Maximum natural resistance against biotic and abiotic stress
Tuakau based company AQUASAN INTERNATIONAL are your local distributors of Sili-Fert P, a liquid silicon fertiliser with micronutrients which is applied by spray or irrigation. When correctly applied, this results in the following outcomes:
- Stronger fruits, leaves and plants
- Reduced need for pesticides and other chemical treatments
- Better resistance to drought and salt stress
- Higher yields and more consistent harvests
Your fellow growers have successfully been using Sili-Fert P to increase resistance to fungi and insect hosted infections, while also lowering the vulnerability to nutrient imbalances and toxic chemicals in soil and irrigation water. Further Sili-Fert P has been shown to mitigate the risk of frost damage.
One of the benefits of Sili-Fert P allows the plants to develop their maximal natural resistance against biotic and abiotic stress*. Crops are already under intense pressure from changes in conditions including sudden bursts of intense sunlight and heat after weeks of ‘soft’ weather in glasshouses. Generally, crops will ‘harden’ and become more resilient to this change in weather but the effects of the stress may lead to a weakening of the plants root systems and reduce the natural defences of the plant against fungal, bacterial and insect pressure. This is often the time harder chemicals are used, but instead consider using Sili-Fert P which is 100% soluble and not harmful to plants and humans.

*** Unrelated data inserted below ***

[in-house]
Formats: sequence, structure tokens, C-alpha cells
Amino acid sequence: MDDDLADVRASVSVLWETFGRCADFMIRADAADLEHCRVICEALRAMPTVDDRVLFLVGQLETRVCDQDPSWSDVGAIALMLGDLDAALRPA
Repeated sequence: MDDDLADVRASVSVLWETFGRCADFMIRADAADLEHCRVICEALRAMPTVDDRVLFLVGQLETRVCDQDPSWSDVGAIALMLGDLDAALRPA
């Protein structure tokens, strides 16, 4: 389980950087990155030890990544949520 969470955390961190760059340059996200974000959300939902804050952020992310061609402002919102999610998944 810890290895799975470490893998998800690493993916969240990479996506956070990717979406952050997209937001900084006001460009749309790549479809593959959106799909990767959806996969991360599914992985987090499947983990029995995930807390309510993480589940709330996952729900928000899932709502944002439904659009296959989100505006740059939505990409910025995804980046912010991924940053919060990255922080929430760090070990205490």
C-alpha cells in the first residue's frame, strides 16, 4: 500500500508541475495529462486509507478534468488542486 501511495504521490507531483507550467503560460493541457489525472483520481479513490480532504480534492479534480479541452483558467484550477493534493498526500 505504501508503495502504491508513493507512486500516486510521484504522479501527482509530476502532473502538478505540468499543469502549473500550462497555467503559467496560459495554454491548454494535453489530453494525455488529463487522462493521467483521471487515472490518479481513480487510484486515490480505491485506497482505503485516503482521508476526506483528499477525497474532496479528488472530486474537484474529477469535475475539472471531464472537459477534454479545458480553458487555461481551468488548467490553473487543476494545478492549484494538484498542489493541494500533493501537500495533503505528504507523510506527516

Field Trials performed by Roam Technology, the company that produce Sili-Fert-P, were very successful on the following crops:
Rice, Wheat, Barley, Potatoes, Onions, Sugar Beet, Flower, Cucumber, Tomato, Soybeans, Berries, Apples and Pears.
AQUASAN ARE CURRENTLY OFFERING AN AMAZING PRE-CHRISTMAS PROMOTION WHERE YOU BUY 1 AND GET ONE FREE!
DON'T DELAY AS THIS IS A LIMITED TIME OFFER
Please contact Paul for more information on Sili-Fert-P if required.
Explanation of Biotic and Abiotic Stress on Plants:
Biotic stress is stress that occurs as a result of damage done to an organism by other living organisms, such as bacteria, viruses, fungi, parasites, beneficial and harmful insects, weeds, and cultivated or native plants.
Whereas a biotic stress would include living disturbances such as fungi or harmful insects, abiotic stress factors, or stressors, are naturally occurring, often intangible and inanimate factors such as intense sunlight, temperature or wind that may cause harm to the plants and animals in the area affected.